From the Christian Bible, in the Old Testament, specifically Exodus. Moses led his people out of their time of slavery in Egypt, crossing the Red Sea which swallowed all of Pharaoh's army that was pursuing the Israelites, and following a pillar of smoke by day that turned into a pillar of fire by night.

The Israelites reached the foot of Mount Sinai (also known as Mt. Sin) after a protracted period of wandering in the desert. God called Moses up the mountain to have a little talk. While Moses was at a higher elevation, his people got restless. They started to forget the miracles that brought them out of Egypt and turned to another god to worship, hoping he'd get their butts to the Promised Land a little faster.

The Israelites got together all their gold jewelry and pots and plates, melted it down, and had it cast into the shape of a golden calf, emblem of the god Baal. Next they had a ceremony and dedicated a virgin girl to the statue, then started an orgy (i.e. the original party to end all parties). Moses came staggering down the hill, the Ten Commandments on stone tablets in his arms, and encountered the party in flagrante dilecto.

Much of this story is taken from faint remembrance of my days in Catholic school, spiced with scenes from the Cecil B. DeMille production of the film "The Ten Commandments," starring NRA poster-child Charelton Heston.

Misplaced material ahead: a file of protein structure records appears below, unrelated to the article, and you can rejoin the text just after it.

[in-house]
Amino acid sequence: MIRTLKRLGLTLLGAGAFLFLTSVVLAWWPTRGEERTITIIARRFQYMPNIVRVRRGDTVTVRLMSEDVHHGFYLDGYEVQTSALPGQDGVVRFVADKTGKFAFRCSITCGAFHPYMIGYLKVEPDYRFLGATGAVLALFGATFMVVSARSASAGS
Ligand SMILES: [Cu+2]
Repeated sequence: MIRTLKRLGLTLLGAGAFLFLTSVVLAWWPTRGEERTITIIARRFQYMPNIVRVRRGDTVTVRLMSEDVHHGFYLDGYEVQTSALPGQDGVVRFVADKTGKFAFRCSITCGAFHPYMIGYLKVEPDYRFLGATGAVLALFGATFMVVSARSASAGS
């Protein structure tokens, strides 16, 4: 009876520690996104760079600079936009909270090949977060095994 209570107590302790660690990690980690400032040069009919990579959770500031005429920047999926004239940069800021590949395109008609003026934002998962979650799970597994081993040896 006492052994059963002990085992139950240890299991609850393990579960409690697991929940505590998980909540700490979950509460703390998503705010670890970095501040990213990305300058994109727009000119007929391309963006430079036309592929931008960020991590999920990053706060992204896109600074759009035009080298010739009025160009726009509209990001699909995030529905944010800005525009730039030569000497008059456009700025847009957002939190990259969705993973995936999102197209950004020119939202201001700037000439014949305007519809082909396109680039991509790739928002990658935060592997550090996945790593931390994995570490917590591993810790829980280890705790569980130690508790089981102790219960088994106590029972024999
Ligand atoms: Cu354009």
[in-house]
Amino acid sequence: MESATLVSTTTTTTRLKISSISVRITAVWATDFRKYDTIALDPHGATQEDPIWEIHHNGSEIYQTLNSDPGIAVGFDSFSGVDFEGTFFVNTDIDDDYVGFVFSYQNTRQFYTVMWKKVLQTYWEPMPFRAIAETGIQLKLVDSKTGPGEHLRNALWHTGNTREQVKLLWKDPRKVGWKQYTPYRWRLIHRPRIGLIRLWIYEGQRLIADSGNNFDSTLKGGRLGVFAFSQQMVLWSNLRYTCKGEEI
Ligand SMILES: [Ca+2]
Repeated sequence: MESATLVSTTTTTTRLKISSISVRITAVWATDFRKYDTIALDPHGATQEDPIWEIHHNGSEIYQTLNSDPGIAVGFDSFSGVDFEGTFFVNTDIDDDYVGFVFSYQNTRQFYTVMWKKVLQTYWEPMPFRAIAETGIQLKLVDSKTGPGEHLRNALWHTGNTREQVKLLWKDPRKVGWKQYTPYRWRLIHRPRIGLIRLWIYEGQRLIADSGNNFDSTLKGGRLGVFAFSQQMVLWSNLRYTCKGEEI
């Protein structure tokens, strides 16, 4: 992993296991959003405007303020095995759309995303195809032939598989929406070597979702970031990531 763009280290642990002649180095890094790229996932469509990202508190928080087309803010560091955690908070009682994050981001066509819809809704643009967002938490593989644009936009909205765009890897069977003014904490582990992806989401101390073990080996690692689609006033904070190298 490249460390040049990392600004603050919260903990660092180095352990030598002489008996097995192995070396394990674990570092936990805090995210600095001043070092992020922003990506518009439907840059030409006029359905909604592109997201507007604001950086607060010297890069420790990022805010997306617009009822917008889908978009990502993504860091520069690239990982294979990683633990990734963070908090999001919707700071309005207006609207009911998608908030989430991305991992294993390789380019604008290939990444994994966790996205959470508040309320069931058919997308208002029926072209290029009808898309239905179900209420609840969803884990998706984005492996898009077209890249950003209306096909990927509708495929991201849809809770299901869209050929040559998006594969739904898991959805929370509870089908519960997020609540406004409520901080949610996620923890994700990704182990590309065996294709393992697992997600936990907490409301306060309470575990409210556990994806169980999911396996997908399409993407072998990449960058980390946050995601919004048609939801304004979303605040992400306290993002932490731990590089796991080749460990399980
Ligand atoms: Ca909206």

I was always curious about the whole golden calf situation. Time and time again it seems the Israelites let God down after being released from Egypt.

So I did some research from a Bible commentator named Richard Elliot Friedman to seek some answers. (My learned father showed me his book).

So in his book of commentating, he explains what the “golden calf” represents. He says that the term calf is misleading. The literal term for the word “egel” is young bull. “The plural ‘gods’ does not appear to refer to the calf.

In the pagan religions of the ancient Near East, people did not worship animals, and they did not worship idols. They worshiped gods who were represented or honored by statues. The gods were sometimes pictured as enthroned on a platform, and the platform was commonly composed of figures of cherubs or of young bulls. Since there is only one young bull here, together with plural ‘gods,’ we must understand the people to be perceiving the bull as a throne platform for gods whom they will worship…” (pp. 280).

I agree with all of what he says except for the part about the platform is for “gods that they will worship.” In our day and age, we try to find things in the world that we see represent God for us. Some people find it in nature, some in writing, and some feel God when they enter their synagogue. When some for example, look at their arc, see God in it.

I believe that the people created an object on top of this golden calf to center their feelings of God. Now to regard the plural “ayleh elohecha”, the Torah sometimes refers to God as “Elohim”. This is a plural word too. So I believe that we are mistranslating this word.

My research came from Richard Elliot Friedman's "Commentary on the Torah"

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